Popova Comic Will Inspire Feminist Discourse But Not The Way It Intended

popova comic
| Reviews > Comics & Anime

 

In a world where violent extremists are labelled devout feminists and the heroine Scarlet Rose is apparently an equal opportunist, the Popova comic is on shaky ground…

Popova is a “revenge fantasy comic” described by writers Dre Torres and Alex Valdes as a “timely story with the potential to inspire important discourse regarding gender roles and stereotypes in our society” by “depicting women in the role of the aggressor.” Issue 1 of Popova definitely inspired discourse, but possibly not how Torres and Valdes expected it to.

Issue 1 opens with a voiceover from our protagonist, Scarlet Rose. An assassin for hire, and previously an assassin for an anti-male terrorist group, he explains that hey, she might be out of the political game but a lady’s got to pay the bills somehow. In this case, that means poisoning a woman in front of that woman’s girlfriend.

So, the very first scene in the story and we’ve already got Dead Lesbian Syndrome – how’s that for shaking up stereotyped representations of queer women in our society?

Popova comic dead lesbian syndrome

This cosy restaurant scene on page 5 doesn’t end well.

Dead Lesbian Syndrome on page 6.

The narrative follows Scarlet Rose home, where Scarlet is shocked to find a woman from her past – Sadie Mars. Mars has broken into Scarlet’s home and is now holding Mark, her fiancé, at gunpoint. (Because, of course, successful rehabilitation into society requires the acquisition of a partner of the opposite gender.) Mars laments that Scarlet faked her death and left their terrorist group, but agrees to let the fiance go free if Scarlet returns with Mars to meet with “The Madame” – the leader of Mars’ organization.

Desperate to help his kidnapped fiancé, Mark meets up with his cop buddy, Chuck – or rather, former cop buddy. Chuck has been temporarily suspended from the force due to his wife’s false accusations that Chuck has physically assaulted her. The narrative makes it pretty clear that we’re supposed to believe Chuck is innocent.

This subplot exemplifies Popova’s weakness: attempting to subvert expectations about aggression and gender without creating an environment – a world – in which that can be fully effected. An axiom readers of SFF may be familiar with states that, unless told otherwise, readers will always assume that things in a fictional world work the same as they do in the real world. For Popova, that means readers are left to assume that the patriarchal and misogynistic structures which enable men to oppress women are fully functioning in the world of Scarlet Rose, Mark, and Chuck. Women may be shown as committing individual acts of aggression in Popova, but that doesn’t change their apparent material reality as members of an oppressed social class.

The lack of an oppressive matriarchal system in the world of Popova is reinforced by the fact that the police chief putting Chuck on suspension is a male-coded character. The failure to either show how the social structures in Popova differ from reality, or to acknowledge structural violence that enables police departments, in the United States as well as around the world, to fail to adequately respond or respond at all to domestic violence crimes committed by cops, results in a tone-deaf subplot that stretches the suspension of disbelief and reduces a potentially interesting character to a flat stereotype – the good guy done in by his scheming wife.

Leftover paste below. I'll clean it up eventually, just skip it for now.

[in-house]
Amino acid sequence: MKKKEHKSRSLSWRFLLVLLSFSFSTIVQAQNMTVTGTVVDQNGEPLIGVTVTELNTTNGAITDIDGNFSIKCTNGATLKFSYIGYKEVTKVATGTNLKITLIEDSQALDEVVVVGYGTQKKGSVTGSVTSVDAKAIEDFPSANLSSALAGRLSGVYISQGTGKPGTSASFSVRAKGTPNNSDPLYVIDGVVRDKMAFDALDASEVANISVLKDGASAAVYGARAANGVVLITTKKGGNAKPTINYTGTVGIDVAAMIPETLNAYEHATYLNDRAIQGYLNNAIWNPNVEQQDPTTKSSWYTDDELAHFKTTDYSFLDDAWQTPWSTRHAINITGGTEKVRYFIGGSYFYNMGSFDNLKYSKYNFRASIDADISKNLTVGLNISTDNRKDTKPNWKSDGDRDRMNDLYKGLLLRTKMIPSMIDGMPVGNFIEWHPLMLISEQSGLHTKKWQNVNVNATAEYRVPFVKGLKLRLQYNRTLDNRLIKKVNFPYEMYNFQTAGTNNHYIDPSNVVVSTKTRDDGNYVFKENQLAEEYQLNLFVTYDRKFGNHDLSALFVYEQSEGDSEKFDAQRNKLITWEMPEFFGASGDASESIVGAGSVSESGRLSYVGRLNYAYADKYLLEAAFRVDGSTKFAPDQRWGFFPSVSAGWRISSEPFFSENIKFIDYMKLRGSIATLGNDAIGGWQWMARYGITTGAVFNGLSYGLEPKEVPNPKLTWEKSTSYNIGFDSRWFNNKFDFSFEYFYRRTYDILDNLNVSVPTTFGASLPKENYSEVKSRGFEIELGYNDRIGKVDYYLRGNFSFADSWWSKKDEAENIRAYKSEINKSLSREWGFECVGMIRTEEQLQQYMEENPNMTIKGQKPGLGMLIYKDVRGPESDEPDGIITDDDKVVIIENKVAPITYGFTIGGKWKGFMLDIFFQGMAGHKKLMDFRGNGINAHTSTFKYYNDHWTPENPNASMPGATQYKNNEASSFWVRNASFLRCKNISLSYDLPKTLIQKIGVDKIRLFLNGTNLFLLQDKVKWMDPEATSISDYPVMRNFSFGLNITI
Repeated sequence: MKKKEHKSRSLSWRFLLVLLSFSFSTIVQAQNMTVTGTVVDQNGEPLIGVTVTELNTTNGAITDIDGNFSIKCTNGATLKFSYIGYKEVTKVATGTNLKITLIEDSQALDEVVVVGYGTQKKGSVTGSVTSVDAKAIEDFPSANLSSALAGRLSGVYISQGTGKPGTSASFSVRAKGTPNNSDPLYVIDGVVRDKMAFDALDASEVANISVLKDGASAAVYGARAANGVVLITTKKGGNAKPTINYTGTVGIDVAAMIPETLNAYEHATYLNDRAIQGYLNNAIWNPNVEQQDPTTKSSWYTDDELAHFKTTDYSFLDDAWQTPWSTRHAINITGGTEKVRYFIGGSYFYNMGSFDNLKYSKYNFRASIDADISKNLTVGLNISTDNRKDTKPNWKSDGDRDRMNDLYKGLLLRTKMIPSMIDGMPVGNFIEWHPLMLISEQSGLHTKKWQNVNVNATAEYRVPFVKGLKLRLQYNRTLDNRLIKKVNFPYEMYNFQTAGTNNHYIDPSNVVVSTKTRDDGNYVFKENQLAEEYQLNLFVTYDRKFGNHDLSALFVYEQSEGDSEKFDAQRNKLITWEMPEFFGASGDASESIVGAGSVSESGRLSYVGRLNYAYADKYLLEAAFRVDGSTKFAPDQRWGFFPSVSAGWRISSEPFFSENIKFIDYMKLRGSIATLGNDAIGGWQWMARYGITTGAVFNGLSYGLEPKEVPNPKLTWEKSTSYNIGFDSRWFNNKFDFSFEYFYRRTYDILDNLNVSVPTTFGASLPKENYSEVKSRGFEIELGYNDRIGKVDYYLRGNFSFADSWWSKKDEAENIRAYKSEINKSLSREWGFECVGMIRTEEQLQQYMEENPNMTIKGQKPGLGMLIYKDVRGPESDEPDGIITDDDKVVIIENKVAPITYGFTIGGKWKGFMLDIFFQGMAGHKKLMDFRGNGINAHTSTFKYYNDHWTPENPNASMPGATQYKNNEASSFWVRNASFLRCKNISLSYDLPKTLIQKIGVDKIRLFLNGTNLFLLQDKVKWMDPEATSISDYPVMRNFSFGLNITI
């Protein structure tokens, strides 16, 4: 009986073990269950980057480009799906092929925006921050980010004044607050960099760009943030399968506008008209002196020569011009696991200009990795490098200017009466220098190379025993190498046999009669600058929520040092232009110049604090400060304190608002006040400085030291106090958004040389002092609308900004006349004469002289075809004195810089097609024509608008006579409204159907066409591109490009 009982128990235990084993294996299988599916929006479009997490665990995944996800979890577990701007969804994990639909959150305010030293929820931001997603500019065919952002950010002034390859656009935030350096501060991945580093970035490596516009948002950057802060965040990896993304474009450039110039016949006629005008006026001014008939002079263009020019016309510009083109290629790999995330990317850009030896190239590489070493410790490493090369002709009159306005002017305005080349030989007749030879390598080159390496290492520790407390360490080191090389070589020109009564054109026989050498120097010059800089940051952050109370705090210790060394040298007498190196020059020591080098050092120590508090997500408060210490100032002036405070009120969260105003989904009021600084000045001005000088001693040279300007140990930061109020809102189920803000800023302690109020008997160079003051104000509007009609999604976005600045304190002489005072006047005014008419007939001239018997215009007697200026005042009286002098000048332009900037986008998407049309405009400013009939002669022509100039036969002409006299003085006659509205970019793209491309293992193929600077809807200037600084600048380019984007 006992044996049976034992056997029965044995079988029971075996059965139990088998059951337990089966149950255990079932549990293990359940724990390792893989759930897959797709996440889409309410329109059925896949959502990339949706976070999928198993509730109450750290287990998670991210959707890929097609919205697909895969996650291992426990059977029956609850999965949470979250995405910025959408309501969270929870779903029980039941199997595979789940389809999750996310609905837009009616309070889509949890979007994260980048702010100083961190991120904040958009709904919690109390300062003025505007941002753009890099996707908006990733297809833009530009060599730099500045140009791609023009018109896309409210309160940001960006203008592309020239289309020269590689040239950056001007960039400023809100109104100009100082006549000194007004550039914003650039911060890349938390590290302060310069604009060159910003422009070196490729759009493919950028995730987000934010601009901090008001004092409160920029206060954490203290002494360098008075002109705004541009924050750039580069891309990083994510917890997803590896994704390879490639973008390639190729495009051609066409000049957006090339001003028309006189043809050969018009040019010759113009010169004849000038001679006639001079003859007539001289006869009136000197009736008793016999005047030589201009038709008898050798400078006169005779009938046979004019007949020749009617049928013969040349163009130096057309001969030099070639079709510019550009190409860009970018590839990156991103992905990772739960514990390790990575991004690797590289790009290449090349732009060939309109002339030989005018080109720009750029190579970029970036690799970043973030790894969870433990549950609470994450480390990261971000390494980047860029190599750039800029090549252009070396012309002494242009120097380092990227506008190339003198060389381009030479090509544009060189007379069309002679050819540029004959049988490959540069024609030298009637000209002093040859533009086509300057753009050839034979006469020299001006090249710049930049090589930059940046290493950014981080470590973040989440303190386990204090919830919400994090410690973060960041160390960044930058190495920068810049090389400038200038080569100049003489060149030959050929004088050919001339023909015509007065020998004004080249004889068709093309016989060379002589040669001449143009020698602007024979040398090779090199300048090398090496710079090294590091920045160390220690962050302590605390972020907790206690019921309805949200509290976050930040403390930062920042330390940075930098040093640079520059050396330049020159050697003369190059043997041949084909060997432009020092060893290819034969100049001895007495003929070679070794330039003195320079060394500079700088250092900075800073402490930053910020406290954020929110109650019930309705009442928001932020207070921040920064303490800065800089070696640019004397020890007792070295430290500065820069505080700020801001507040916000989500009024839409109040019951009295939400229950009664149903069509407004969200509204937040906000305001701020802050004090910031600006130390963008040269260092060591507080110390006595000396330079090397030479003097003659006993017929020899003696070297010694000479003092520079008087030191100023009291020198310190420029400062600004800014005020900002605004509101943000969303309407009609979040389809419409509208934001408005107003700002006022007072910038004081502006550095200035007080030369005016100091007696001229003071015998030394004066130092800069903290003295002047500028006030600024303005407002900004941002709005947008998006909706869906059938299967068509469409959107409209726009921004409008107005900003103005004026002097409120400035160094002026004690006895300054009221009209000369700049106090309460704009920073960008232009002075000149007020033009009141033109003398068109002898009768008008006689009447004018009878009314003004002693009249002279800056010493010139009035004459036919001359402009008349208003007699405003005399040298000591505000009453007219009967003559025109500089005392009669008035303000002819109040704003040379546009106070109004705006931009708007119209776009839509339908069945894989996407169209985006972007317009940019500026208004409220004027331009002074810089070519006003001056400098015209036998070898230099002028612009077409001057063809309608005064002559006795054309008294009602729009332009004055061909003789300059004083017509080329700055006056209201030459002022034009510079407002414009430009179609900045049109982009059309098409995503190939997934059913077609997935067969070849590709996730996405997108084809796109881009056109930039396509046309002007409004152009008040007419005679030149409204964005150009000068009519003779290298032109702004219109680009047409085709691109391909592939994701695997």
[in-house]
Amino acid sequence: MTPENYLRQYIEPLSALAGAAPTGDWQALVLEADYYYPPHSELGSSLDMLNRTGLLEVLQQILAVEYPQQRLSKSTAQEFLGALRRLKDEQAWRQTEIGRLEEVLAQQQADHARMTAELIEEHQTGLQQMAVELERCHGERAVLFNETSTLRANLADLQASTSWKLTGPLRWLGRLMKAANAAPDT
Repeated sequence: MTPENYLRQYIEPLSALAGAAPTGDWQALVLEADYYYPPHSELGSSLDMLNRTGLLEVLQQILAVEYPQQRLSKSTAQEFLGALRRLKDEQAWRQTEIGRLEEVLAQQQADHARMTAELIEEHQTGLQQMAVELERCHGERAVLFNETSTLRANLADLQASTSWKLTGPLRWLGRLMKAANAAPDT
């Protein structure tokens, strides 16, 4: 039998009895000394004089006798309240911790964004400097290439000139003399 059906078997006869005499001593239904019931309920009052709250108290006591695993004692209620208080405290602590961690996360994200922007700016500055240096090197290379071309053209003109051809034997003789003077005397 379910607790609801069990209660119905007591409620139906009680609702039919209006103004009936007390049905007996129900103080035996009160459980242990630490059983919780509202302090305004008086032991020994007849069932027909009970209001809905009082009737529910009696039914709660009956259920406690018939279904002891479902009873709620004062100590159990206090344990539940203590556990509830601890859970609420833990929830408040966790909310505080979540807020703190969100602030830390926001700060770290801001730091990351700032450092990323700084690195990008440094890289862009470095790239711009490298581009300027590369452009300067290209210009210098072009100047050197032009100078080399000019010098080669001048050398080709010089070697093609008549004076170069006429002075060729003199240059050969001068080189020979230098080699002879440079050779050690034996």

Meanwhile, Scarlet – captured and imprisoned – expositions to Mars her reasons for leaving the organization. Scarlet is so caught up in her monologue, she doesn’t notice when The Madame and her entourage of gun-toting gals show up. The story concludes with The Madame gloating over Scarlet and the text, of course, “To Be Continued.”

Issue 1 itself actually concludes with convenient illustrations of the main characters and snappy descriptions. Sadie Mars, the brainwashed extremist, is labelled “a devout feminist”, while our heroine Scarlet Rose is “an equal opportunist.” That shouldn’t surprise you at this point, but feel free to be as pissed off as you like.

Popova characters

Equal opportunist hero? Devout feminist foil? Guilty until proven innocent male cop? Hmm.

A plot that reinforces oppressive gender norms aside, Popova is… well, still nothing to write home about. The pacing of the story, and transitions between the different character narratives is never confusing. Yet, the structure and art of the story also never go beyond simply showing what’s happening; the form of the comic fails to add narrative value to the story. Probably the greatest success in Popova is the diversity of the cast; Scarlet Rose is a woman of color, and the background scenes do reflect the kind of ethnic diversity one would expect to see in New York City.

The revenge fantasy of Popova is not my revenge fantasy. My revenge fantasy against the patriarchy mostly involves making men participate in group therapy sessions until they fully realize the extent of harm done by their careless actions, egoistic worldviews and arbitrary, unnatural definitions of self-worth. (Also, I have two beautiful and loyal greyhounds who follow me everywhere, but that’s just part of all my fantasies.) The revenge fantasy enacted by the women in Popova is simply a recreation of masculine violence; this is telling of the fundamental misunderstanding of gender-based oppression which underpins Popova.

Given the fact that only the first issue of Popova is out right now, I feel it’s only fair to acknowledge that it is possible Popova will improve as the story progresses. But I won’t be waiting around to find out.

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